now the diaper is dirty, what do you do?

if it's just pee, then put it in a lidded trash can lined with a big wet bag. if it's poo, use a diaper sprayer and spray it off into the toilet. if your baby is on solids, a spray may not be necessary. i use disposable, flushable liners in the girls' diapers when i think they're going to go poo. they look like dryer sheets. they're a lifesaver!


 ok, now it's time to wash the diapers.

i wash every other day or every two days.
you will probably have to buy different detergent to wash your cloth diapers than you use to wash your normal clothes.
some of the most popular detergents are: charlie's soap, rockin green and original tide.
all powder.
there are LOTS of other kinds of soap, but these are the three i see mentioned {and sworn by} the most.
do not use fabric softener on the diaper cover or insert.
it'll mess them up.
i don't really now how {detergent build up? PUL breakdown?}, but i'm a good girl and listen to my research.
so i don't do it.


now it's time to dry them.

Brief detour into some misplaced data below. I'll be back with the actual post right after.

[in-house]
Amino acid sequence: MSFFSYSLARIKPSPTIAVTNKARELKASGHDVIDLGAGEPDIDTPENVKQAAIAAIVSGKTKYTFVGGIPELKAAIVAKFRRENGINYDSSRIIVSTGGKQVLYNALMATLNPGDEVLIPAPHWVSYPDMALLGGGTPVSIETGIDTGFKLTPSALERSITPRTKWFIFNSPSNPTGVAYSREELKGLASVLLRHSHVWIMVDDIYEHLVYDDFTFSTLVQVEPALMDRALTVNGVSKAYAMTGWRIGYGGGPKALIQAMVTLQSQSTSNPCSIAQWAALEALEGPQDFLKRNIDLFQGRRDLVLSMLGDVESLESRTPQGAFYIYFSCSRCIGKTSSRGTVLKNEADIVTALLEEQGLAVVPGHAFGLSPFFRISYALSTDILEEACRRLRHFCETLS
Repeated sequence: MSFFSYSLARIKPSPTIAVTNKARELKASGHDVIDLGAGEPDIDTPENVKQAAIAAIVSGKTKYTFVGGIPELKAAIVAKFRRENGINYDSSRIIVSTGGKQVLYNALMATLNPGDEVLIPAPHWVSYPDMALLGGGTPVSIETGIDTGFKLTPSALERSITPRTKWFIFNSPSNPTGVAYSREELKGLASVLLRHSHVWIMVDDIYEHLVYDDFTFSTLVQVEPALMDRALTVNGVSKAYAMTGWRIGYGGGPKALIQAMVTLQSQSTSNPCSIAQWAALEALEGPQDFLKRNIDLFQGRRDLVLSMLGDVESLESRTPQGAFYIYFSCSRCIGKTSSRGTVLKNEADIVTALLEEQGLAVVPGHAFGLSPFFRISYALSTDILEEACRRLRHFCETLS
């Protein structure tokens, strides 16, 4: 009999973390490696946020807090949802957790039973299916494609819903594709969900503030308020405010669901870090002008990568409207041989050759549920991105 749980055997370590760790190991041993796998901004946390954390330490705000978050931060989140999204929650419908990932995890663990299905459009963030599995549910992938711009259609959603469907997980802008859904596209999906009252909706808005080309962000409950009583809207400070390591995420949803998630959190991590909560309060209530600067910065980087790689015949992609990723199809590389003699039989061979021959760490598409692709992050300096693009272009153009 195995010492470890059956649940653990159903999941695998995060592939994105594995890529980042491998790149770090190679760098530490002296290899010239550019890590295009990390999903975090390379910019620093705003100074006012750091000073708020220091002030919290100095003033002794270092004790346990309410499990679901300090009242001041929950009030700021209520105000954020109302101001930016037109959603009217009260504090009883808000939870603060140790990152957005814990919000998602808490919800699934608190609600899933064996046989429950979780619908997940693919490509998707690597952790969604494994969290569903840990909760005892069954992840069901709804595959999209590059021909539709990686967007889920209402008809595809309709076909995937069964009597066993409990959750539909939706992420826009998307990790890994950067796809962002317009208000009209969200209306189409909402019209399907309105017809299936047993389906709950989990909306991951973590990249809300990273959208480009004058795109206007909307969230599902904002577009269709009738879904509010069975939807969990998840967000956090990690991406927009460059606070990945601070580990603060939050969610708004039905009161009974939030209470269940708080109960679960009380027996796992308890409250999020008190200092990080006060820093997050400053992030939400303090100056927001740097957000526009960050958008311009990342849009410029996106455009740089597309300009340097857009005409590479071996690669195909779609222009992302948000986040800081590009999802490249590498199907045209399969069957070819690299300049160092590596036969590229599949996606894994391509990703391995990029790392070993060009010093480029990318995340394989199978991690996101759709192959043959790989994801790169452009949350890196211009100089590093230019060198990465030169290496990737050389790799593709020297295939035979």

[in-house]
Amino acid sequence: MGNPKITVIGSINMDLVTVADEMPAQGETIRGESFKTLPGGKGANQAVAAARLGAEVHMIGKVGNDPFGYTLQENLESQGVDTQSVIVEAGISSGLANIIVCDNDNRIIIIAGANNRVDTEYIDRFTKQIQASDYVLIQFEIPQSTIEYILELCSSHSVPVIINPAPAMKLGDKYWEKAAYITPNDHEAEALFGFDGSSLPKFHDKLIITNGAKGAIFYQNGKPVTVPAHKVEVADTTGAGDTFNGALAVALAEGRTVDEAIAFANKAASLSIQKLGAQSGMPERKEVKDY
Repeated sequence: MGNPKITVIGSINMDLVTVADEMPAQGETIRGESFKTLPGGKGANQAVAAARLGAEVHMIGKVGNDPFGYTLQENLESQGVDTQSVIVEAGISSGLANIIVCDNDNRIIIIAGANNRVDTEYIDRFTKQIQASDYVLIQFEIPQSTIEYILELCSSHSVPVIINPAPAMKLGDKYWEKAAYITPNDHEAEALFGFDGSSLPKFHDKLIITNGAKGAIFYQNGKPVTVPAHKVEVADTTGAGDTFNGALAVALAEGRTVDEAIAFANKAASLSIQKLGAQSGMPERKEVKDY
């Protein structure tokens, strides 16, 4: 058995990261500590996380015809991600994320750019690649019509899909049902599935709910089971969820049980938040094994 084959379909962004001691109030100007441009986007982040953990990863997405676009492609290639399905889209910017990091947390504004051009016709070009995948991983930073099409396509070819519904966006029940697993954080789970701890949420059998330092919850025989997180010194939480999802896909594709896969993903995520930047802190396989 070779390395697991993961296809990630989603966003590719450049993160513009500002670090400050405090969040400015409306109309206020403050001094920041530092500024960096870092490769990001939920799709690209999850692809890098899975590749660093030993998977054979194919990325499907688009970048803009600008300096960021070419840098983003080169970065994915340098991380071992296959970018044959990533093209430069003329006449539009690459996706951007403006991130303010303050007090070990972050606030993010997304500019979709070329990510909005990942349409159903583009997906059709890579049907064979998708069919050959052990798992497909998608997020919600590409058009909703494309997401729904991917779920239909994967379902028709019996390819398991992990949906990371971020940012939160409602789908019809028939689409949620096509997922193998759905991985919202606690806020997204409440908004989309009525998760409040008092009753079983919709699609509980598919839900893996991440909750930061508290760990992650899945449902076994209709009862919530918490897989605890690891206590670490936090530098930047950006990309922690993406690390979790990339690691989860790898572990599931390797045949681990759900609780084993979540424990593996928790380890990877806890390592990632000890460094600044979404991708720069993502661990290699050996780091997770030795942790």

some people put the diaper covers and liners in the dryer on low. to prolong the life of your diaper covers, i suggest air drying them. use a drying rack inside or a clothesline outside. you'll want a clothesline to sun bleach someday, so just set one up from the very beginning.
this is what mine looks like:



i'm so fancy.
not.
i dry the liners in the dryer.
almost all of the time.





so why am i doing this???

sweet stella has sensitive skin and i'm sick of spending so much money on disposables.
that's the main reason.
it's an added benefit that it's good for mother earth.
i may be using more water, but i have a very efficient washing machine and a littlelittlehouse with a littlelittleyard so i hardly use a lot of water anyways.
we'll still use disposables at times, i'm sure, but they won't be our primary diaper.
AND i can sell these cloth diapers when i'm done with them!!
you can literally sterilize them, so it's totally not gross to sell them or buy used ones.
sure, you may spend a few hundred up front, but you'll get a couple back {if not more!} when you're done!
that's if you take care of your diapers, which i plan on doing.

so i'm saving money, my girls wear cute and soft diapers and i'm helping mother earth.